Global Warming
Planet Venus

Does the greenhouse effect trap heat Venus?

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2011-08-01 12:17:04

Yes - the atmosphere of Venus is 90 times more dense than that

on Earth and it is made of 96.5% of CO2 and a 3% of nitrogen.

Interestingly there is almost no water in the atmosphere of Venus.

Because water vapor is a lighter gas than CO2, water vapor and

other lighter gases would tend to rise and be swept away by the

solar wind. By comparison, the atmosphere of earth is about 70%

nitrogen, 29% oxygen and 1% other gases like argon, water vapor,

helium, nitrogen, and a smidgen of CO2 (about 0.04%).

On earth, most of the greenhouse effect is due to water vapor.

Water vapor causes between 36% and 66% of the greenhouse effect on

Earth for clear sky conditions and between 66% and 85% when

including clouds - depending on how cloudy an area is. The rest of

the greenhouse effect is attributed to methane, CO2, nitrous oxide,

and CFCs.

Because of the denser atmosphere and the chemical composition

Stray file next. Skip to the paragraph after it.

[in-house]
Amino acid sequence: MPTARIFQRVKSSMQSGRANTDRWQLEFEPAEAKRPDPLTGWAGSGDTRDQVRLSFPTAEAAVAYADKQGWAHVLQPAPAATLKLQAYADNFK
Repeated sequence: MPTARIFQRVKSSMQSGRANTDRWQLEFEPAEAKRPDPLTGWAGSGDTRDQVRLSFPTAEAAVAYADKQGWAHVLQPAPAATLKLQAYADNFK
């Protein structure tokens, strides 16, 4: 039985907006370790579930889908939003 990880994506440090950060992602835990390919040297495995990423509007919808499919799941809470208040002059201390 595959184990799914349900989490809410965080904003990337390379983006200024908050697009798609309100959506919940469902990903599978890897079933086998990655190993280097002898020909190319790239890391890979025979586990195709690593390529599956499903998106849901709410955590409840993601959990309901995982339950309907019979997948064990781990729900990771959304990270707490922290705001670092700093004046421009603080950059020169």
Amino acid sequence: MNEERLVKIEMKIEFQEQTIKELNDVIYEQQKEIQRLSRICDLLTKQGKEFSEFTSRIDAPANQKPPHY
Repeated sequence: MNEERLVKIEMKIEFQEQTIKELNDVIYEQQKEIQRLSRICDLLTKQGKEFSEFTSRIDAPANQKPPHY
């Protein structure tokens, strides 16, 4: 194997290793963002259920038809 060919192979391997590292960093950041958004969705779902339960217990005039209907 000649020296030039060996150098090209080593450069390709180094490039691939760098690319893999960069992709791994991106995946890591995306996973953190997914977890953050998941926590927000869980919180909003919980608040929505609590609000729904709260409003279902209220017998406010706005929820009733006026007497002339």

Venus experiences an intense green-house effect that raises the

temperature over the surface to more than 470ºC. Clouds are common

on Earth but they completely cover Venus' atmosphere. They are made

of sulfuric acid droplets at 50-70 km above the surface and at

temperatures comparable to Earth's surface temperatures. Once solar

energy penetrates the clouds, they act like a blanket to keep the

heat in. You see the same phenomena on earth where cloudy winter

nights tend to be warmer than winter nights with clear skies.

The denser atmosphere of Venus also adds to the greenhouse

effect there. The added density is like throwing on more blankets

to keep you warm in bed. The more blankets you have, the less heat

can escape.

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